A Summary of Hebrews 9:15-17~In verses 15-22 the author wishes to show his readers, who might otherwise be scandalized at the death of Jesus, how that death was necessary for the redemption of mankind. He bases his argument on the double meaning of the Greek word διαθηκης, which may signify either a covenant or a will and testament. In verses 15-17 he uses the word in both senses, as a covenant and as a will or testament, after first recalling the idea of Heb 8:6-13, where it was shown that Christ is the Mediator of a new and better Covenant; and then in verses 18-22 the same word is employed in the more precise and Hebrew sense of covenant.

In verses 15-17, therefore, the writer shows how the death of Christ was necessary in order that the will and testament which He made might have its effect. A will or testament becomes effective and binding only on the death of the testator, and since the New Testament is Christ’s will, as well as His Covenant, it could not have its effect and force without His death.

15. And therefore he is the mediator of a new covenant, that since death has taken place for the redemption of those transgressions which were under the former covenant they that are called may receive the promise of eternal inheritance.

And therefore, i.e., because the sacrifice which Christ has offered is of so great value, or because He has redeemed us with His blood and has purified our conscience and reconciled us to God (ver. 14), He has become “the mediator of a new covenant,” as was explained in Heb 8:6-13, in order that what took place under the Old Covenant with regard to men’s sins might occur with greater eflficacy under the New Covenant: under the Old Covenant the death of victims was necessary in order that by their blood men might be purified from their transgressions, and that the High Priest might be able to enter the Holy of Holies ; so in like manner under the New Covenant the death of a more perfect victim, namely, Christ Himself, was necessary in order to give to those ancient sacrifices all the efficacy they possessed and to secure to all who are called to the true faith the means of attaining to eternal beatitude and of entering their heavenly abode. This seems to be the meaning of a very obscure verse on which long treatises have been written.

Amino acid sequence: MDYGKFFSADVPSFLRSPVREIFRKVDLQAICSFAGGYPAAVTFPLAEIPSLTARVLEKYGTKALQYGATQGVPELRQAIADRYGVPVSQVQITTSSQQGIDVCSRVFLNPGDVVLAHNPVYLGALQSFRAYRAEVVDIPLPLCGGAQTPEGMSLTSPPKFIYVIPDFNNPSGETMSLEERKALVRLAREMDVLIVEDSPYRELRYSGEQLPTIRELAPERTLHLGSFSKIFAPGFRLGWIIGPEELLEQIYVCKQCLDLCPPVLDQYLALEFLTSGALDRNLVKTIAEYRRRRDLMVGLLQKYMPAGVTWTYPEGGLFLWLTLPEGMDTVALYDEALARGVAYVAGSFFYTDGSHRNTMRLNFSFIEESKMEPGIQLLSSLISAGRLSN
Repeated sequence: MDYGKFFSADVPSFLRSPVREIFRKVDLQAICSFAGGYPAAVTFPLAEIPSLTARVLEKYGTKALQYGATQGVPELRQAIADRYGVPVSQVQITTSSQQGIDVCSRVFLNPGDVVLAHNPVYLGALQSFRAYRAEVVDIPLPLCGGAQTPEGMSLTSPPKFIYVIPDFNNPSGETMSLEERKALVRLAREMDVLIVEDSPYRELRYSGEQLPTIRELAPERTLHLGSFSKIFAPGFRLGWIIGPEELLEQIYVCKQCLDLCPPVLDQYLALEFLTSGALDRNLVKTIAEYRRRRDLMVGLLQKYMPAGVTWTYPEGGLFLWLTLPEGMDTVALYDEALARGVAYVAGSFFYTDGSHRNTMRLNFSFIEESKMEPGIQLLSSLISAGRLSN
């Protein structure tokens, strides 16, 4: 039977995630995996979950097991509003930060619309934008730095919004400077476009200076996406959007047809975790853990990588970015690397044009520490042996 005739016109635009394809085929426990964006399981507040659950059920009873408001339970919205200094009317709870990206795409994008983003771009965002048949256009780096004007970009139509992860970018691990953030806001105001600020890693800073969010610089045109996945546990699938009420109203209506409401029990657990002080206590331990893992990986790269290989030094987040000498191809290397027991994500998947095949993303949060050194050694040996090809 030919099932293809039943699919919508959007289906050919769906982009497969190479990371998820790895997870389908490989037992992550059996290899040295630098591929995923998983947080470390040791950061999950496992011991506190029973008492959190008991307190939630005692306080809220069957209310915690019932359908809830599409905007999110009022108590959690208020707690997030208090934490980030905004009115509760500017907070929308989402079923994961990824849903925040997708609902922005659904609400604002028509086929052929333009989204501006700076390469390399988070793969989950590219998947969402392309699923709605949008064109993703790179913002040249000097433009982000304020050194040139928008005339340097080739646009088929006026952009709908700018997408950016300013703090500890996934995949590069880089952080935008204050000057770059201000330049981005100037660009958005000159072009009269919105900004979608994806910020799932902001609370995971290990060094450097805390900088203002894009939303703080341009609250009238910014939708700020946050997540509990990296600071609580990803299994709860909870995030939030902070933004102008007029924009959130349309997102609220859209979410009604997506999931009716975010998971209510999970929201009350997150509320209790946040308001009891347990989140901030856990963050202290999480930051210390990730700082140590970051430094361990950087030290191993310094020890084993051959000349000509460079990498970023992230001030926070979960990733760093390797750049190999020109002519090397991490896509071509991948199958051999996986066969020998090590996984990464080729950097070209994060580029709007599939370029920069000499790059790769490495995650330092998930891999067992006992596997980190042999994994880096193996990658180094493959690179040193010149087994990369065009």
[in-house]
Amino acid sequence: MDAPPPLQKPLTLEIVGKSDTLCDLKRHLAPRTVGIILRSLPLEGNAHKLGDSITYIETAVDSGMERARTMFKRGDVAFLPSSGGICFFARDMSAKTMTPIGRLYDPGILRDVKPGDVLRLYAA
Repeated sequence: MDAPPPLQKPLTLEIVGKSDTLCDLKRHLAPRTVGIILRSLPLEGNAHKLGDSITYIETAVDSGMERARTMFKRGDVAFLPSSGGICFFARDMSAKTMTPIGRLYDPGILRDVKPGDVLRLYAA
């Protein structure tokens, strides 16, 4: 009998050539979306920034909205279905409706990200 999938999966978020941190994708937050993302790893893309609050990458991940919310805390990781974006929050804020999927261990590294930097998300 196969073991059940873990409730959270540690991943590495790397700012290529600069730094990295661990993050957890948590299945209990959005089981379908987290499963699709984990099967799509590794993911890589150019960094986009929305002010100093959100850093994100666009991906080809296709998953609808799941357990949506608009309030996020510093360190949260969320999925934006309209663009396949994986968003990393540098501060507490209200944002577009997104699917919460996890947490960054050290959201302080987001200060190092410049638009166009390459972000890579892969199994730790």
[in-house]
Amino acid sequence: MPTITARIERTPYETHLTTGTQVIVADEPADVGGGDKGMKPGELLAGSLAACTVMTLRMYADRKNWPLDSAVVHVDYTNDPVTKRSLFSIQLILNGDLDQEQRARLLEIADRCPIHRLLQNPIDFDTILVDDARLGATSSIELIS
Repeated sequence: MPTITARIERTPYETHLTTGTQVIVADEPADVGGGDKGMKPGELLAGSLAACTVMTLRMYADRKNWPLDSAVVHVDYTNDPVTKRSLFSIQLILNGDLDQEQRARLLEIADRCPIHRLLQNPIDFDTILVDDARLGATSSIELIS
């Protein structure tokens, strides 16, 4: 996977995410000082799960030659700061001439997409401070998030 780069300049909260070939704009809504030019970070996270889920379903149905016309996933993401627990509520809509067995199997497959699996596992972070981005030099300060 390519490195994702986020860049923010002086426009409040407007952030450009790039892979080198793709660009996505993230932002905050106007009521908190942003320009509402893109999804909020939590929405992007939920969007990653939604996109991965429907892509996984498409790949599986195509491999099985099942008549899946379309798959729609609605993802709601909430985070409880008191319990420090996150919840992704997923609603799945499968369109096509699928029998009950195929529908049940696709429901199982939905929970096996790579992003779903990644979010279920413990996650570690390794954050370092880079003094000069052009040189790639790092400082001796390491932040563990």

If we do not connect “and therefore” at the beginning of the verse with what immediately precedes in verse 14, we cannot do better than translate with the Westminster Version as follows: “For this, then, is he the Mediator of a new testament, that whereas a death hath taken place, etc.”

4 Responses to “Father Callan’s Commentry on Hebrews 9:11-15”

  1. […] Father Callan on Heb 9:11-15 for Passion Sunday (Extraordinary Form). […]

  2. […] Father Callan on Heb 9:11-15 for Passion Sunday (Extraordinary Form). *********************************************************** […]

  3. […] Father Callan’s Commentary on Hebrews 9:11-15. […]

  4. […] Father Callan’s Commentary on Hebrews 9:11-15. […]